Usually for us North Americans when we describe poverty, we tend to emphasize the lack of material possessions and needs such as water, food, housing, money, medical care, etc.

Though these poor people are definitely in lack of many of these things, they are describing their situation as more psychological and social. They use words such as fear, shame, inferiority, humiliation, dependence, voicelessness, powerlessness, etc.

For so long we have been treating the symptoms of poverty without realizing there is a far greater underlying problem that needs to be addressed.

We have to look beyond the symptoms of poverty and look at the underlying issue. Poverty is dealing with the whole of a person- psychologically, emotionally, socially, physically, etc.

Bryant L. Myers, a professor and expert on transformational development explains that as the Triune God is inherently a relational being, existing as three-in-one from and for all of eternity; we as His creation made in His likeness are also inherently relational beings as well.

Reading through Genesis 1-3 you can see that God established four fundamental relationships when he created the Earth, Adam with Eve, and creation. Relationship between Adam and God, Adam with himself, Adam with Eve, and Adam with creation. These four relationships were in perfect union, resting in Shalom in the garden of Eden. In perfect wholeness.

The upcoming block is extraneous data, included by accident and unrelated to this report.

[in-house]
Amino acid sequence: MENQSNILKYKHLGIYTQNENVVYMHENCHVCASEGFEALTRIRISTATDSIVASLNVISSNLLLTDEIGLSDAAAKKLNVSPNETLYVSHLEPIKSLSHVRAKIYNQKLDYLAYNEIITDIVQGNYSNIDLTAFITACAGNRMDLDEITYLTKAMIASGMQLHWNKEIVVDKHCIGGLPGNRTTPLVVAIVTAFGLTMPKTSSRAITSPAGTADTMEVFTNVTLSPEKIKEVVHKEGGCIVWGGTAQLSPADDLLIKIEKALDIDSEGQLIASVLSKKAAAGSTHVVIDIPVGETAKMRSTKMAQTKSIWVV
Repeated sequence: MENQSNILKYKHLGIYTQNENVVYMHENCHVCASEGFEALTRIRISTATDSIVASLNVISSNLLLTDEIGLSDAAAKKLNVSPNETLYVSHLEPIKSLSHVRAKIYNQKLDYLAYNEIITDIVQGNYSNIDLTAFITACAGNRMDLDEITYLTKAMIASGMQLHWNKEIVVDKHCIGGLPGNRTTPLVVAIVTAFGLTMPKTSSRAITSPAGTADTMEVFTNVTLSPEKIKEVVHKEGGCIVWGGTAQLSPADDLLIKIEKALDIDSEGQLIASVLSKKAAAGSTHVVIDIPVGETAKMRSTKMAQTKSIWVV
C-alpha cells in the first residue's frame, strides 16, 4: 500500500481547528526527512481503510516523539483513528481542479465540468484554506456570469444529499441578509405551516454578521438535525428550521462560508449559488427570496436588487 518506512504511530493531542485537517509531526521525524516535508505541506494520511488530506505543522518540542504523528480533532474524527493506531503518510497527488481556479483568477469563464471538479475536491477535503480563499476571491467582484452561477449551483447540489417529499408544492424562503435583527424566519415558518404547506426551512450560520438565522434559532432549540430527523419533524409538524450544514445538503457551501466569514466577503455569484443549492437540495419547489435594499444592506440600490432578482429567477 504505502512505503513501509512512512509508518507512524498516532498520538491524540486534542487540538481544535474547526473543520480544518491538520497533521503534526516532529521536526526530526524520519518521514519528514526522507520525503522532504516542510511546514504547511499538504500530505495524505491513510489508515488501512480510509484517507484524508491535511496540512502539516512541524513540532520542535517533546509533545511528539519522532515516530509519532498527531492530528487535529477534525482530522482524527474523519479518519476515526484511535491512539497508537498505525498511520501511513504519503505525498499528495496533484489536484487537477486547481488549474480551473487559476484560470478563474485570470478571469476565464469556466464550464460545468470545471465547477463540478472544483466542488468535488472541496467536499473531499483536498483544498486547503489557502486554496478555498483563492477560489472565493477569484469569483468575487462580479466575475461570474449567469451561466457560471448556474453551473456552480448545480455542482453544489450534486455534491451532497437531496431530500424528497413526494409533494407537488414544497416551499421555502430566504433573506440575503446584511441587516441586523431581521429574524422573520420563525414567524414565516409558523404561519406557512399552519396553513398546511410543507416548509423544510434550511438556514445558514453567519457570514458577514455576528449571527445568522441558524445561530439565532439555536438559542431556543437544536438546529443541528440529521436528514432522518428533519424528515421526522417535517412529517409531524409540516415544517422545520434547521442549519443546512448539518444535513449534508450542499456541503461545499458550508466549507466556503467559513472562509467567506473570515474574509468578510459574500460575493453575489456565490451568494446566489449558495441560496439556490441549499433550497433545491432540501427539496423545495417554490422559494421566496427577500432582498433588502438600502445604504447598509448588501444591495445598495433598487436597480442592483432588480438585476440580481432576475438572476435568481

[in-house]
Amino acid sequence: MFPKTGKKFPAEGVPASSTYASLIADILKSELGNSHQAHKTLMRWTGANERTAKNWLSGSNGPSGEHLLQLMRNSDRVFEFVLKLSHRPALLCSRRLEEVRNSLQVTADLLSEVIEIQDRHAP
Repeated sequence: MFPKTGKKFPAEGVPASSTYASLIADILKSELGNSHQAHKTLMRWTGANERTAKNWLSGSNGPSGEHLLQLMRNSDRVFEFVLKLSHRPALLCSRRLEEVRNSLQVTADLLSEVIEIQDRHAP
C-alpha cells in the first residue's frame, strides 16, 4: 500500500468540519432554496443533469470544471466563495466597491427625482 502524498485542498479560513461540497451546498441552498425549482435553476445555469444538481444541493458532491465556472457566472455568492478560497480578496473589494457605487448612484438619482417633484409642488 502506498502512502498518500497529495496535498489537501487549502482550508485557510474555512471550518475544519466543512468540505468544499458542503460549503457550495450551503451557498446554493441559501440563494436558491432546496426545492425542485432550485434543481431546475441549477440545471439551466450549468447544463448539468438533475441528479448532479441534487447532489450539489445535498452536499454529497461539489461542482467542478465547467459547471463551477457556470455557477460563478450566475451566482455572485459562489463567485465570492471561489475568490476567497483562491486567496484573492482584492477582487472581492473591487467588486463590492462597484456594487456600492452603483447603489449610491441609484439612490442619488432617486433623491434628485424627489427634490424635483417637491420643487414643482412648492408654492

We were created for union in these four relationships. That is the abundant life Jesus has called us to. That is Shalom, wholeness and completeness in the fullness of restoration.

When these four relationships are functioning properly, we as people are able to experience the fullness of life and to fulfill our callings of glorifying God with the worship of our lives. Perfect intimacy with God as our Father and Creator; an overwhelming pleasure in our identity as God crafted us to be; live-giving fellowship in unified community; and fulfilled stewardship over the dominion of creation given to us by our loving Father and Creator.

However, when Adam and Eve ate of the fruit, Each of these four relationships instantly became broken.

‘Where are you?’ asks God. Likely the first time those words were ever uttered from the mouth of God. Relationship between God and man, broken.

‘I was afraid because I was naked, and I hid myself’ says Adam. Insecurity, shame and guilt enter into this world for the first time. Relationship between man and self, broken.

‘The woman whom you gave to be with me, she gave me the fruit.’ Blame, enmity and strife enter in. Relationship between man and others, broken.

‘Cursed is the ground because of you; in pain you shall eat of it all the days of your life…by the sweat of your face…till you return to the ground.’ says God to man. The perfection of creation in the garden of Eden now destroyed. Relationship between man and creation, broken.